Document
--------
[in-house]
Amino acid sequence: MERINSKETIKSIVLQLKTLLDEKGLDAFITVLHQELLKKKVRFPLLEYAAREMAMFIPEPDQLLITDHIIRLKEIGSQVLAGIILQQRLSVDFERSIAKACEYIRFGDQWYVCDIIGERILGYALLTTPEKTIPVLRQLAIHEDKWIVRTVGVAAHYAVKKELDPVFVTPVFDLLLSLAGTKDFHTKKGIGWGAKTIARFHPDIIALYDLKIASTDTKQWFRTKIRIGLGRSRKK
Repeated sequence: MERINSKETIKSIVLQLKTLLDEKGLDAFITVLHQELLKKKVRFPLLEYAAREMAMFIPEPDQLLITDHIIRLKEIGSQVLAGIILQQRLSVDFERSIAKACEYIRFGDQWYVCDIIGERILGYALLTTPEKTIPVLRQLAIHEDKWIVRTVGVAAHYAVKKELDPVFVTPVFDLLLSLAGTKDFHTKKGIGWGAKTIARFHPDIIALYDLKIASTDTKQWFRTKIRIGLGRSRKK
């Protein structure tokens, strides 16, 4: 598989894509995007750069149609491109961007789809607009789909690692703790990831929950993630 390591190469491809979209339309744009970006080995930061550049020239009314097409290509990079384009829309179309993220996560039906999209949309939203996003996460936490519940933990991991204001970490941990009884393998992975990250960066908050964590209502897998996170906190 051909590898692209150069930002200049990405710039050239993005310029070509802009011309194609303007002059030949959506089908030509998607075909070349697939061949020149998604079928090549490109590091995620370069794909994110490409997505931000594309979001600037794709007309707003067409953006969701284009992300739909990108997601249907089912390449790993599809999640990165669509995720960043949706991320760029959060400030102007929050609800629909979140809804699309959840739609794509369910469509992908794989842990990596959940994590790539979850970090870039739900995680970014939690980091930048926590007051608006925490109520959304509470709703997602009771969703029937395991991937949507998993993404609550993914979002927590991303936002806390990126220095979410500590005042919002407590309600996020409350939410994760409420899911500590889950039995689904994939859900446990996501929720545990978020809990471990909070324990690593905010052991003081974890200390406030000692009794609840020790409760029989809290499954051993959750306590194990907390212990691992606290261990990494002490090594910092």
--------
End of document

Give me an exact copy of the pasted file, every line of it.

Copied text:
[in-house]
Amino acid sequence: MERINSKETIKSIVLQLKTLLDEKGLDAFITVLHQELLKKKVRFPLLEYAAREMAMFIPEPDQLLITDHIIRLKEIGSQVLAGIILQQRLSVDFERSIAKACEYIRFGDQWYVCDIIGERILGYALLTTPEKTIPVLRQLAIHEDKWIVRTVGVAAHYAVKKELDPVFVTPVFDLLLSLAGTKDFHTKKGIGWGAKTIARFHPDIIALYDLKIASTDTKQWFRTKIRIGLGRSRKK
Repeated sequence: MERINSKETIKSIVLQLKTLLDEKGLDAFITVLHQELLKKKVRFPLLEYAAREMAMFIPEPDQLLITDHIIRLKEIGSQVLAGIILQQRLSVDFERSIAKACEYIRFGDQWYVCDIIGERILGYALLTTPEKTIPVLRQLAIHEDKWIVRTVGVAAHYAVKKELDPVFVTPVFDLLLSLAGTKDFHTKKGIGWGAKTIARFHPDIIALYDLKIASTDTKQWFRTKIRIGLGRSRKK
């Protein structure tokens, strides 16, 4: 598989894509995007750069149609491109961007789809607009789909690692703790990831929950993630 390591190469491809979209339309744009970006080995930061550049020239009314097409290509990079384009829309179309993220996560039906999209949309939203996003996460936490519940933990991991204001970490941990009884393998992975990250960066908050964590209502897998996170906190 051909590898692209150069930002200049990405710039050239993005310029070509802009011309194609303007002059030949959506089908030509998607075909070349697939061949020149998604079928090549490109590091995620370069794909994110490409997505931000594309979001600037794709007309707003067409953006969701284009992300739909990108997601249907089912390449790993599809999640990165669509995720960043949706991320760029959060400030102007929050609800629909979140809804699309959840739609794509369910469509992908794989842990990596959940994590790539979850970090870039739900995680970014939690980091930048926590007051608006925490109520959304509470709703997602009771969703029937395991991937949507998993993404609550993914979002927590991303936002806390990126220095979410500590005042919002407590309600996020409350939410994760409420899911500590889950039995689904994939859900446990996501929720545990978020809990471990909070324990690593905010052991003081974890200390406030000692009794609840020790409760029989809290499954051993959750306590194990907390212990691992606290261990990494002490090594910092």